Sai Kung’s energy magnate — yes, we have at least one — reports his new Philippine power plant will start generating electricity for the first time by March. Stewart Elliott, who lives on Tai Mong Tsai Road in a seafront house that may be the district’s most valuable, controls Energy World Corporation.
Stewart is a low-profile, self-made man. On making his acquaintance, you would find him modest and engaging. Yet if he isn’t already a US$ billionaire, he is well on the way.
Stewart arrived in Hong Kong as a young English engineer more than 35 years ago. He had expertise in slip-form construction, where formwork slides up a building as concrete is poured. Hopewell Centre was constructed this way and Stewart became an Executive Director of Hopewell Holdings. He was Gordon Wu’s right-hand man. Briefly, Stewart went on to lead the development of Consolidated Electric Power Asia, which built power stations in several Asian countries. CEPA was sold in 1997 for US$3.2 billion.
Now Stewart is replicating this success with his own firm, Energy World Corporation. It is listed on the Australian Stock Exchange and headquartered here in Sun Hung Kai Centre. Much of Stewart’s wealth is private, under the radar. He owns The Excelsior Hotel in Malta, Energy World International, a private company doing energy projects, too, and Slipform Engineering, a contractor.
Like its boss, Energy World Corporation is quite low profile. Only investors who follow the small and medium size energy sector will be aware of it. EWC’s market capitalisation at time of writing was A$563 million. The shares were hovering at 32 Australian cents. Earlier this year they were 45c. Doubtlessly the oil price slump had had an effect. Stewart owns about a third of Energy World and is controlling shareholder and CEO.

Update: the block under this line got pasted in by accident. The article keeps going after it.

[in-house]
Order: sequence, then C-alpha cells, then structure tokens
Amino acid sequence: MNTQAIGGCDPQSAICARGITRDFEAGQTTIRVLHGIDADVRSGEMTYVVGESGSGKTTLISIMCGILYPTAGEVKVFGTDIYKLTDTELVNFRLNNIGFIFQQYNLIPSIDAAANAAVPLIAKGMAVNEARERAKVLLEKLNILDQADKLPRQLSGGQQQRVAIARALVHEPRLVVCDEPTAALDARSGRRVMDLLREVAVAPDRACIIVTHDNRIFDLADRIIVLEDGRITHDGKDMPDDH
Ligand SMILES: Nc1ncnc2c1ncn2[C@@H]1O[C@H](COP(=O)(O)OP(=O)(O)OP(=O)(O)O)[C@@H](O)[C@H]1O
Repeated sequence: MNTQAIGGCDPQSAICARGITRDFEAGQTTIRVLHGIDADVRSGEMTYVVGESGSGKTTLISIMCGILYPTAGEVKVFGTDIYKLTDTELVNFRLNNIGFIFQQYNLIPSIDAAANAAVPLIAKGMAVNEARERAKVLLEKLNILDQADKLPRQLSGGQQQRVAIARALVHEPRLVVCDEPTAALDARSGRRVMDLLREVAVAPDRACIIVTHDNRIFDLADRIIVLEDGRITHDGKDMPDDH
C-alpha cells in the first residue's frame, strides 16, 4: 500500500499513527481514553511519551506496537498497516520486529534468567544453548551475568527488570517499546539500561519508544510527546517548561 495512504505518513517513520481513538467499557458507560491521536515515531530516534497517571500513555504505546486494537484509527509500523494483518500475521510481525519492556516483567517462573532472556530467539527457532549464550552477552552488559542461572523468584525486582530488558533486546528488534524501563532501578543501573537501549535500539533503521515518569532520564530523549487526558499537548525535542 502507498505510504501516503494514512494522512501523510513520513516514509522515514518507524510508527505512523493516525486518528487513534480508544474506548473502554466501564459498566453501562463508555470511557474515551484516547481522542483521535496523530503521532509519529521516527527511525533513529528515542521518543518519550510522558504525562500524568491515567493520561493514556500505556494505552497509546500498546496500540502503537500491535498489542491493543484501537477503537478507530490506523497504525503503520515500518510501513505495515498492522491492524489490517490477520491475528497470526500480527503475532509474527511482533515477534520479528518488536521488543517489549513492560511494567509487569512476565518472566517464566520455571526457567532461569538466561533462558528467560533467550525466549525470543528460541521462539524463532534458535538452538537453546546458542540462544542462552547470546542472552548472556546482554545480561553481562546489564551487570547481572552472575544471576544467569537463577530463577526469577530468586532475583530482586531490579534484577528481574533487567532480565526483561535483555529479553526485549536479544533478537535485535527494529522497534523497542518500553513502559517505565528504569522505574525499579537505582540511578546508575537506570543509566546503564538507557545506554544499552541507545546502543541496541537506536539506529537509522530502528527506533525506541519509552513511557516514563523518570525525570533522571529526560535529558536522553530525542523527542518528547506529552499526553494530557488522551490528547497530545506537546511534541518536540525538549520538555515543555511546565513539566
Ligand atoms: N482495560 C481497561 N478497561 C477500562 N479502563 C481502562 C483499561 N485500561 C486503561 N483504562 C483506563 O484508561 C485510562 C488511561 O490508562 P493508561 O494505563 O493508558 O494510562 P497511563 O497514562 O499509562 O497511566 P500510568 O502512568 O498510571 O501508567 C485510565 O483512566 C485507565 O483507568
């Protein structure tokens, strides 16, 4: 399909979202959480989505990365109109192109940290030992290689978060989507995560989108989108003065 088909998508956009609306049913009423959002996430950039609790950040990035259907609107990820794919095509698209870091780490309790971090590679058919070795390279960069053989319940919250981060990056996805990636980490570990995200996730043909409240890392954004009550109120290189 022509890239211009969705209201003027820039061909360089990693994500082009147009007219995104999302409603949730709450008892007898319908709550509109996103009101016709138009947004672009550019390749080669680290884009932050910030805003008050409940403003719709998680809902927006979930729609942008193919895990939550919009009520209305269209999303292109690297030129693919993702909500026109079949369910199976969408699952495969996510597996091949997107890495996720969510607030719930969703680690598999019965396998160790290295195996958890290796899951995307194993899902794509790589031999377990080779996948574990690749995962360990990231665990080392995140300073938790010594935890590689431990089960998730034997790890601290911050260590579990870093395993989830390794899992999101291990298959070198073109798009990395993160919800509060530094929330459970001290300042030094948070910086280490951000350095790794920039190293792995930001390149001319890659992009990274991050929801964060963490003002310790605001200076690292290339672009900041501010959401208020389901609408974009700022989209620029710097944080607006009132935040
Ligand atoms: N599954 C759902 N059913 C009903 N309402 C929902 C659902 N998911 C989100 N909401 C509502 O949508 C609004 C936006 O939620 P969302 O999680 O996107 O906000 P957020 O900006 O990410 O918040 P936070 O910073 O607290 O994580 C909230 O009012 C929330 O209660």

EWC will soon announce major milestones. It will switch on its Pagbilao power station (planned to be 600MW) by March and start feeding electricity into the Luzon grid. Also soon to start earning for the company is the LNG hub near the Philippine power station on the Pagbilao island, south of Manila. Similarly, another LNG project is to begin operating commercially in a few months at Sulawesi, Indonesia. In both countries the gas will be fed from EWC’s own LNG project into its own power station. The Sulawesi one is now 315MW. Energy World has smaller power station and gas operations in Australia. (Space doesn’t allow us to report all EWC interests — see the recent annual report at www.energyworldcorp.com)
Stewart lives with his wife, Pam, at 188 Tai Mong Tsai Road in a house he built himself. When he is in town, that is: He has energy projects planned or under development on most continents, some destined to be part of the publicly listed EWC and some for EWI, his private company.